The Chinese duo White have one heck of a credential when it comes to their self-titled release -- production by Blixa Bargeld, who knows all about pushing the avant-garde in the midst of a bureaucratic society. Recorded in Berlin (perhaps resulting in the first song being called "Really Real German"), White's self-titled release proves to be a deft recombination of artistic impulses -- echoes of Laurie Anderson, Throbbing Gristle, Aphex Twin, and many others can be heard from the start. But so can the duo's own voices, and quite literally -- Shou Wang and Shenggy's spoken and sung interjections form the closest things to hooks on many tracks, even as their voices echo, repeat, shudder, and directly, crisply cut across the mix. The brief mock ad "Beijing Beer" shows what they can do with just their voices and liquid sounds, while other songs like "Build a Link" act as combination chants and disembodied instructions, in that particular song's case over an organ figure and synth pulse that evolves into an insistent percussion clangor. But "47 Rockets" is the triumph of the disc in that vein: a slow, majestic build of keyboards, vocals, and beats that becomes a guitar-led triumphant march. Many songs eschew vocals almost entirely in favor of often blissfully mysterious instrumentals -- the layered rhythms and drones of "Space Decay" are almost serenely joyful, while the chimes and shimmers of "Falling Down" are a lovely, strange collage of sonics.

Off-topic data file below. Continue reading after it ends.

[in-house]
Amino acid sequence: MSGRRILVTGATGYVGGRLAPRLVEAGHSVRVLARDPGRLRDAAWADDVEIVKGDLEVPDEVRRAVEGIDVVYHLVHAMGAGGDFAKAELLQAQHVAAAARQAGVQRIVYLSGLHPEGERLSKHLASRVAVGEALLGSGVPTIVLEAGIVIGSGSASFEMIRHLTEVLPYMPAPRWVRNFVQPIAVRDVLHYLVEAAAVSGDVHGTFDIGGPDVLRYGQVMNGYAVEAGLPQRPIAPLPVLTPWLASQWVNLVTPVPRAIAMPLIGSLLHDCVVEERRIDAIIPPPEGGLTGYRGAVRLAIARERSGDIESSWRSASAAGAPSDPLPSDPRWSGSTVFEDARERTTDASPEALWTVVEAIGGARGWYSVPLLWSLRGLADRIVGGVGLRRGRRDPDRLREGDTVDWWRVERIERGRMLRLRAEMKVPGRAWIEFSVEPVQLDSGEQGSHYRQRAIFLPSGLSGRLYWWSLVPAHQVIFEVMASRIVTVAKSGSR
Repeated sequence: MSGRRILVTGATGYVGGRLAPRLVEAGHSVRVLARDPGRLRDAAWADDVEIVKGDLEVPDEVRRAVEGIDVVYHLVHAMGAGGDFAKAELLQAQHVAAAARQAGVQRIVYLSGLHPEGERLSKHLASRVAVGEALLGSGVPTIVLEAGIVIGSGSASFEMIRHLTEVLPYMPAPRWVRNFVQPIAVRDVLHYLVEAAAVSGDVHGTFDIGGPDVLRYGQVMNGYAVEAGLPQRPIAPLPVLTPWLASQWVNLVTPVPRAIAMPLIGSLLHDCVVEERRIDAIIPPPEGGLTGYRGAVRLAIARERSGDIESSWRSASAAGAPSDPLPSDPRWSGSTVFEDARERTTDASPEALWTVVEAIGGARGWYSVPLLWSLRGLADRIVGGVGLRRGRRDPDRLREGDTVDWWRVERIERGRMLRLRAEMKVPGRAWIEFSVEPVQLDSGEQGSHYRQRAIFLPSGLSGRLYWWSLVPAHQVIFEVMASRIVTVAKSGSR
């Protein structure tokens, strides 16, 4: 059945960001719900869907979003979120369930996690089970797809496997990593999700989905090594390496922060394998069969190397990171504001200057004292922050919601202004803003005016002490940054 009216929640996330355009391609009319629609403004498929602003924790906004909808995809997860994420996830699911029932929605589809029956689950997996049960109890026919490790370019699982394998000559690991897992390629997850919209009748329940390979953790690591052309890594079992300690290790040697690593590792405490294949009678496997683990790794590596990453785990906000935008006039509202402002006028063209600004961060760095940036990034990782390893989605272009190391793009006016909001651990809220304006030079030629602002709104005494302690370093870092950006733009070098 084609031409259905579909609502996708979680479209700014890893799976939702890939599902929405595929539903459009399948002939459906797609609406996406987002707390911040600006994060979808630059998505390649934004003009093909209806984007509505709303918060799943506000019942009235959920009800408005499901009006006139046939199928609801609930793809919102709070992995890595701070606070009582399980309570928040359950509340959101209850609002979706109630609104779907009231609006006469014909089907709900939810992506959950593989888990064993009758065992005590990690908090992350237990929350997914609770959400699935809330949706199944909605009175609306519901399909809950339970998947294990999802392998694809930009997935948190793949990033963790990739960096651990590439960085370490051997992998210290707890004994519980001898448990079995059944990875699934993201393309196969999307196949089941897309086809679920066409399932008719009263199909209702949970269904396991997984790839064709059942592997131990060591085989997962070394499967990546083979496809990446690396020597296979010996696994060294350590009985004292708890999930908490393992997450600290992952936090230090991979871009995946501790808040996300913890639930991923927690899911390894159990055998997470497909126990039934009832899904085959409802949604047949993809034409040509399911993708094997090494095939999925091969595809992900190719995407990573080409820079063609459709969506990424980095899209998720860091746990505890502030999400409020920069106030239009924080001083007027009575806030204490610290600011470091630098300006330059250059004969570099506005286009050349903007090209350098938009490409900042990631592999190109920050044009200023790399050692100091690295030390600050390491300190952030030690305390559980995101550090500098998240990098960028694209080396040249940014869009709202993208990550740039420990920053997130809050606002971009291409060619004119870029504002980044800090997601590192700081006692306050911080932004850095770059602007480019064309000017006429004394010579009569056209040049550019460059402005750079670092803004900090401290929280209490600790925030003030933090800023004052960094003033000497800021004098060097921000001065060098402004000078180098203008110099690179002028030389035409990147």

AllMusic Review by Ned Raggett